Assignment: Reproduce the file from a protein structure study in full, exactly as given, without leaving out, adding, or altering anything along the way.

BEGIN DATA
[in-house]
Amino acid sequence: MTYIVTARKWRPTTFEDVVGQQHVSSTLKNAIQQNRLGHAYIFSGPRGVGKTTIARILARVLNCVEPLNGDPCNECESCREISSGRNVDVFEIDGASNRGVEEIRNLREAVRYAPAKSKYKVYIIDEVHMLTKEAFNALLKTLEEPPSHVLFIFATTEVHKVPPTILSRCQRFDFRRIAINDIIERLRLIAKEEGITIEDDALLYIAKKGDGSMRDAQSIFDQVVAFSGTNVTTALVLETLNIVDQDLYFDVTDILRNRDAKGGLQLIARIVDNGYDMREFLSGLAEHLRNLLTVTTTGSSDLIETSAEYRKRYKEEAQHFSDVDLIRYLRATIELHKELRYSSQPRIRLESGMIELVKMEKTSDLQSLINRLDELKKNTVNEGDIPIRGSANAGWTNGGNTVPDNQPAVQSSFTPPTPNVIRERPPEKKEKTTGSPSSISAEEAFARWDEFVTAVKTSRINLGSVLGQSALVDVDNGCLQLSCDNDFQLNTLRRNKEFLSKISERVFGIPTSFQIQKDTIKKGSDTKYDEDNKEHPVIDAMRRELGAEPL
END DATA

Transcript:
[in-house]
Amino acid sequence: MTYIVTARKWRPTTFEDVVGQQHVSSTLKNAIQQNRLGHAYIFSGPRGVGKTTIARILARVLNCVEPLNGDPCNECESCREISSGRNVDVFEIDGASNRGVEEIRNLREAVRYAPAKSKYKVYIIDEVHMLTKEAFNALLKTLEEPPSHVLFIFATTEVHKVPPTILSRCQRFDFRRIAINDIIERLRLIAKEEGITIEDDALLYIAKKGDGSMRDAQSIFDQVVAFSGTNVTTALVLETLNIVDQDLYFDVTDILRNRDAKGGLQLIARIVDNGYDMREFLSGLAEHLRNLLTVTTTGSSDLIETSAEYRKRYKEEAQHFSDVDLIRYLRATIELHKELRYSSQPRIRLESGMIELVKMEKTSDLQSLINRLDELKKNTVNEGDIPIRGSANAGWTNGGNTVPDNQPAVQSSFTPPTPNVIRERPPEKKEKTTGSPSSISAEEAFARWDEFVTAVKTSRINLGSVLGQSALVDVDNGCLQLSCDNDFQLNTLRRNKEFLSKISERVFGIPTSFQIQKDTIKKGSDTKYDEDNKEHPVIDAMRRELGAEPL